Why is the bailout directed at financial institutions instead of ordinary citizens?
The problem the federal government is trying to address is at the macro level. An immediate concern is job loss, said Susan Wachter, a professor at the University of Pennsylvania's Wharton School of Business.
If the financial system shuts down, financial institutions will not be able to extend credit and make basic loans. Businesses would be left without cash for payrolls, which, depending on the duration, could lead to massive unemployment and possibly a deep recession.
This intervention is an effort to turn that around," Wachter said.
Also, the idea behind the bailout is to buy the troubled mortgage assets of financial institutions so they can more freely lend money.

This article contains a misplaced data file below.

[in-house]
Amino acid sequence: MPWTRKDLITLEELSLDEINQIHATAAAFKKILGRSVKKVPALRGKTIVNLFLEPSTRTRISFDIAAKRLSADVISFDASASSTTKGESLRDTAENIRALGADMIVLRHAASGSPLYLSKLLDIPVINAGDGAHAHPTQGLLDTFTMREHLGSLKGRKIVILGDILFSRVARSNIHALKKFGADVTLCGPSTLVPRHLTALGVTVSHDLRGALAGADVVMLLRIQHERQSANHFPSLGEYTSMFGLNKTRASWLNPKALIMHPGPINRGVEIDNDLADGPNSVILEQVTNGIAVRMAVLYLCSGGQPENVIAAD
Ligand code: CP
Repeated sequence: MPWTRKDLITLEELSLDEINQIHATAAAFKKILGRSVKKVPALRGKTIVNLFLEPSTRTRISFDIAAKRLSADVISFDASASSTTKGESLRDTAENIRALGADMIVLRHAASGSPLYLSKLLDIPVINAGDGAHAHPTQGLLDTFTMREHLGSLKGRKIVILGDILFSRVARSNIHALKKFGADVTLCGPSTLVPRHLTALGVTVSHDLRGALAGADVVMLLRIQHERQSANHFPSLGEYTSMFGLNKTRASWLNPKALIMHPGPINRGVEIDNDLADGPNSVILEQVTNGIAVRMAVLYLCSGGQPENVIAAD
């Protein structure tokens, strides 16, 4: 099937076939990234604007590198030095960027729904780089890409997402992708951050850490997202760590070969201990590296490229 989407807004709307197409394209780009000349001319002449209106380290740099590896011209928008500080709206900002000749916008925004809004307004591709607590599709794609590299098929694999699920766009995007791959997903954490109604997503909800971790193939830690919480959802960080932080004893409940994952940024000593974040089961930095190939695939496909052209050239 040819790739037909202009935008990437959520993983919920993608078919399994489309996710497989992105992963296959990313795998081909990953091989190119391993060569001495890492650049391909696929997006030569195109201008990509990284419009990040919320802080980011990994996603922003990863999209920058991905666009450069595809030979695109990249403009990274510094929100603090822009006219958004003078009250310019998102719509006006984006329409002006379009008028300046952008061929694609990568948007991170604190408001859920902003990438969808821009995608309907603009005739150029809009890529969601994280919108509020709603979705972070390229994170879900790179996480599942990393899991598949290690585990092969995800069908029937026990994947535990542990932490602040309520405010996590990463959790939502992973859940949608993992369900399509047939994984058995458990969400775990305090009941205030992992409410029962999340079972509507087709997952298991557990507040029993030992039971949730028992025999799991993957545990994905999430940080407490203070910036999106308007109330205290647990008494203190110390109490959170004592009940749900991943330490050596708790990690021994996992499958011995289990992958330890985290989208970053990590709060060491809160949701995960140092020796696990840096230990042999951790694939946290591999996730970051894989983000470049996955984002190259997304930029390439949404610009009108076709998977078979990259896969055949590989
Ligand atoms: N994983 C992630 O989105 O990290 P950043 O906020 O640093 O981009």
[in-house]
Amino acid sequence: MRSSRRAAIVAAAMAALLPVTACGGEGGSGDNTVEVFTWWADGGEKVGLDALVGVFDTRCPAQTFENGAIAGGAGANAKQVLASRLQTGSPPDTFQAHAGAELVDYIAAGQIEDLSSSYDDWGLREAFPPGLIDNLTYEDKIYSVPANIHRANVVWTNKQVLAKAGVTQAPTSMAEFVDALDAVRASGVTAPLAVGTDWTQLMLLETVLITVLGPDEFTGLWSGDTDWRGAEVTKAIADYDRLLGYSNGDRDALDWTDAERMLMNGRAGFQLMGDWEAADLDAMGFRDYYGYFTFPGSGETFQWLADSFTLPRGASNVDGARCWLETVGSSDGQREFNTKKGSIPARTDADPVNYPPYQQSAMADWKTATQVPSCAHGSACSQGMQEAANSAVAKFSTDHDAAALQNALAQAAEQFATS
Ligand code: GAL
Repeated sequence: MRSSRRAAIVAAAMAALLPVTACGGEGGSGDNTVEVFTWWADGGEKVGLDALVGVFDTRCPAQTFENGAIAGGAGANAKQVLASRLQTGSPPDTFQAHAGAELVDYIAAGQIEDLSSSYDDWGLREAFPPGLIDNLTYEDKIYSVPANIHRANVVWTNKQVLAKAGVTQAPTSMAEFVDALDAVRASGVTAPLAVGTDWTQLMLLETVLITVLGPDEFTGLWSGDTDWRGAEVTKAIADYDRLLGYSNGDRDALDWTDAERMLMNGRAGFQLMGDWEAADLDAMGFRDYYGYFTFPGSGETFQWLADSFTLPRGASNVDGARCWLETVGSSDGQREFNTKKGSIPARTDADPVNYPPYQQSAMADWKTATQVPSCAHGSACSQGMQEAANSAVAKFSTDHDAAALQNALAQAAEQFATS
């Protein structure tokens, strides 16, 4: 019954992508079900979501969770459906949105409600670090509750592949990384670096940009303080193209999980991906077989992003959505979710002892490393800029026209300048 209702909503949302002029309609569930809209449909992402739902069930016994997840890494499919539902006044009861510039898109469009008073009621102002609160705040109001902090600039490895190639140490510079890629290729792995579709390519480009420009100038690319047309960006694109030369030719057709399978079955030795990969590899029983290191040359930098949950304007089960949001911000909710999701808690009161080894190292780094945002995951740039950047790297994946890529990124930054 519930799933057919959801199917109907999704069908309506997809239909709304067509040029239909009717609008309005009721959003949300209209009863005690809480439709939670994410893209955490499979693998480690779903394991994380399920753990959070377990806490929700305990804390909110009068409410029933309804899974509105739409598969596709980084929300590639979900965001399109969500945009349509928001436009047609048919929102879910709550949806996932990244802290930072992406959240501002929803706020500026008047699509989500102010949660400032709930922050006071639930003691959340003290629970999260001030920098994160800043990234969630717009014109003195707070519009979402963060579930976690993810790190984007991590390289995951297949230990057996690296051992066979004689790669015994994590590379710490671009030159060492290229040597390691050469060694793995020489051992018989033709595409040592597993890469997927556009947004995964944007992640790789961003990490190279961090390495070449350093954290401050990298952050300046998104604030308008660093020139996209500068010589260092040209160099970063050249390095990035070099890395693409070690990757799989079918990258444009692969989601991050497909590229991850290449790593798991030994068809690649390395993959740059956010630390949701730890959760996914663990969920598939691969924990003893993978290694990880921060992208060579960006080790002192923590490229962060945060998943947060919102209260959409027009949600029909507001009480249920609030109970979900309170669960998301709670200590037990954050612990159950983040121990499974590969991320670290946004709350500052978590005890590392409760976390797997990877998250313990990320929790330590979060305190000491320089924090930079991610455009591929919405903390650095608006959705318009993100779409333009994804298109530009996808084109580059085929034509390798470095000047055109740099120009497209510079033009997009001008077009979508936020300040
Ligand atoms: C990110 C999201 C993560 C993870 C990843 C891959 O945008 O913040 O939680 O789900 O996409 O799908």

The ordinary citizen may benefit if everything works as planned. If money flows more freely, people looking to buy a home or refinance should have an easier time securing financing. But the bailout plan in its current form does not help the people who are in foreclosure or close to it, which is the root cause of the economic problems that have triggered these measures.
-- Washington Post Staff Writers Michael S. Rosenwald and Dina ElBoghdady
September 24, 2008; 9:00 AM ET
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